“I’ve been admiring your lovely chapeau…”

It was the white-haired man. I’ve always liked men complimenting my attire, even when it’s not sincere. I think it shows attention to detail and dedication to craft. And the use of the word “chapeau”, common with the gentry of the early part of the twentieth century was refreshingly cute.

“Merçi,” I replied.

“I could buy you several hats like that,” he said, “if you’d marry me.”

I looked at him, amused. I could tell that he must have been pretty hot in his youth. His body was still straight, relatively tight; he had nice teeth (not the original, certainly), exquisite clothing, and very likely, plenty of money. Half a century too late.

“I’m just guessing,” I said, “but I think we’d have only a few years together before I’d be left a grieving widow, and I don’t think I could stand that.”

“But what wonderful years they’d be,” he said, smiling, and looking deep into my eyes.

Just then, a woman about the same age as my admirer appeared at the door.

“Are you coming, Al? Jesus Christ!” She said, and downed the rest of the contents of her glass.

Suddenly Al’s shoulders dropped and the twinkle left his eye. He did bow to me, though, whispering “Adieu!” Then, mumbling “Yes, dear,” he went to join Mrs. Al outside.

On my way out, I overheard Pam Cadell say, in her most drunken, sanctimonious, over-indulgent voice, “He didn’t deserve to die.” And I thought, now, that’s just stupid. Nobody “deserves to die,” or “doesn’t deserve to die.” Death comes to everyone. And when is not a matter of merit. Otherwise, you would not still be here, Miss Pam Cadell. It certainly was sad, and it was nice that so many people had shown up to comfort Robbie and Patrick’s family. But from all the talk from those who’ve had NDE’s, the other side is pretty awesome, because they never seem to want to come back from it, what with the bright warm light full of love and everything. We, the living, are the ones who are left to suffer. So, we just have to deal with it and hope that time really does heal us quickly.

(I am going to tell you about the wedding in the next blog post as I don’t like to make things too long.)

Francine’s Guest Post 7

Be Still, My Beating Heart

But I couldn’t get the bread out of my mind. And not the bread itself, but the bread bandits. It had become a compulsion, which I recognized as completely out of my range of compulsions as it went against my normal live-and-let-live philosophy. But something was telling me to pursue it.

WWTC is across the street from the courthouse and the Nth Precinct, which, besides being very convenient for some of our students, is a comfort to us, knowing that help is always close by. I decided to report the robbery. Who knows, these people may be a lot more than just bread thieves. When I inquired, an officer came to explain how to file the report, but very quickly, she was called away by a coworker, who came to replace her. He was dressed in regular clothes and quite good-looking, so I had trouble remembering all the crime details, in which he seemed very interested.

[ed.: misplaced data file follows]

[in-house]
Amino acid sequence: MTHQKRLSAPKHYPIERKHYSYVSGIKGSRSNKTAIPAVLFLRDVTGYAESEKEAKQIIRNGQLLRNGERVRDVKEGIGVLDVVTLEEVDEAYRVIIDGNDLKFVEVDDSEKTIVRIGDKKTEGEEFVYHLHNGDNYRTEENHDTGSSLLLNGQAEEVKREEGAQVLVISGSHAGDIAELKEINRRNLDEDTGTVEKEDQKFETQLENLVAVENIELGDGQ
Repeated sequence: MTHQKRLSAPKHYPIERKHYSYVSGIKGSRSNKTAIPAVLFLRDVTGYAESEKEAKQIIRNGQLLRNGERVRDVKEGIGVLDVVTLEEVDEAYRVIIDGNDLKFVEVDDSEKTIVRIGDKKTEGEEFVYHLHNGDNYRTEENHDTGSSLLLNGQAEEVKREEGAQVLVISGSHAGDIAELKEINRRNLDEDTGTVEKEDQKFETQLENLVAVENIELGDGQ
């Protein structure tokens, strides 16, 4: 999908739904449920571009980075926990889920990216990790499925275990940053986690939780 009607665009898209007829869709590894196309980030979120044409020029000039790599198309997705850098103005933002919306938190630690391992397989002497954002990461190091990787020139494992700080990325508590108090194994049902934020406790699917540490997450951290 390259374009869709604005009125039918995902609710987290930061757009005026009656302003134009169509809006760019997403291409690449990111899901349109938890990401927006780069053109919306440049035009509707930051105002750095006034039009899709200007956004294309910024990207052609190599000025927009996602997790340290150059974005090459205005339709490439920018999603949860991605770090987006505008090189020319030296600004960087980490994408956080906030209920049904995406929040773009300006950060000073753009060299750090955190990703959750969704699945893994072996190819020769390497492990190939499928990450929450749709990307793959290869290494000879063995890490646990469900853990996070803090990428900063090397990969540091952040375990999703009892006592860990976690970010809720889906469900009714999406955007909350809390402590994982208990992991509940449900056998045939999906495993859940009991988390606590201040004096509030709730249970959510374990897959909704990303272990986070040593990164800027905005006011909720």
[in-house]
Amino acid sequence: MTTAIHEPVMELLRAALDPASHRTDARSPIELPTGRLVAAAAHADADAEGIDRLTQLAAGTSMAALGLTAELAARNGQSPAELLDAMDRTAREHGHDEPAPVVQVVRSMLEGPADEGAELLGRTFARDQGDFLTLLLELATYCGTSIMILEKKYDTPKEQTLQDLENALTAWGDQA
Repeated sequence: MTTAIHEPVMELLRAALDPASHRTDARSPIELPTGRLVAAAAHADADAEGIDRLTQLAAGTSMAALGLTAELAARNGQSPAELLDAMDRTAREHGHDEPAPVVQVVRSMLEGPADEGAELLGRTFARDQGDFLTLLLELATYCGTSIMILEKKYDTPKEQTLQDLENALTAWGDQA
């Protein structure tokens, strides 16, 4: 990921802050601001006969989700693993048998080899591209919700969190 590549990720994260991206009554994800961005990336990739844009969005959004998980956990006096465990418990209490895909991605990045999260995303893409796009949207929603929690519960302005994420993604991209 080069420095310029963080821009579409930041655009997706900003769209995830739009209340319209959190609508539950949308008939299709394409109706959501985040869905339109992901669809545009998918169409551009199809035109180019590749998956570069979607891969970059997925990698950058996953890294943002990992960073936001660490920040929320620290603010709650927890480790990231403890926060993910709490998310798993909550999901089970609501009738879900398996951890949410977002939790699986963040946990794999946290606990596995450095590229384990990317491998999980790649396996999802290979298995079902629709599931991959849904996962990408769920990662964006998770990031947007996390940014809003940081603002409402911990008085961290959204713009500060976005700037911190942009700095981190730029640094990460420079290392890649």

After a few questions from him, I couldn’t remember any of the details at all, nor did I care about them, so I just started to make stuff up. Then I was feeling so bad about reporting the poor people that I gave him the address for a totally different bakery. I have no idea what that will do. I did give my correct telephone number though. I wish I could show you a picture of him, so you can understand. All I’m going to say is that his first name is Sam and that he’s a detective. Don’t worry, I’m not planning to rush into anything. One thing I know for sure is that he has a real job.

Robbie sent me a text to say that Patrick had died and that the funeral was on Saturday. My friend Grace is getting married the same day, and I will have to attend both events.

I Stumble Upon a Scientific Discovery

Thursday afternoon I saw Dr. G again. I was debating whether to keep the appointment, and yes, I had to look at my pro and con list again. I got to her office and there were no chocolates. I made a mental note to add this to the con list.

“So, how have those exercises been working?” Said Dr. G., after a few grunts.

“Exercises?” I said. “Oh, those! Yes, working quite well.”

You probably know I have not been doing any exercises, but I didn’t want to disappoint her. Who can keep track of exercises when stuff keeps happening all the time? People dying, people getting robbed…. She asked me about improvement in my symptoms, and surprisingly, there was quite a bit. I was getting more sleep, not losing things, hardly thinking of Mr. Wrong….

I read something somewhere about a scientific experiment in which one group of people played basketball while the other group of people imagined they played basketball, and guess what? When they measured them, both brains reflected similar activity, and they had comparable improvement in their physical skills. This could be what is happening here. If I pretend to do the exercises long enough, I could indeed see significant improvement.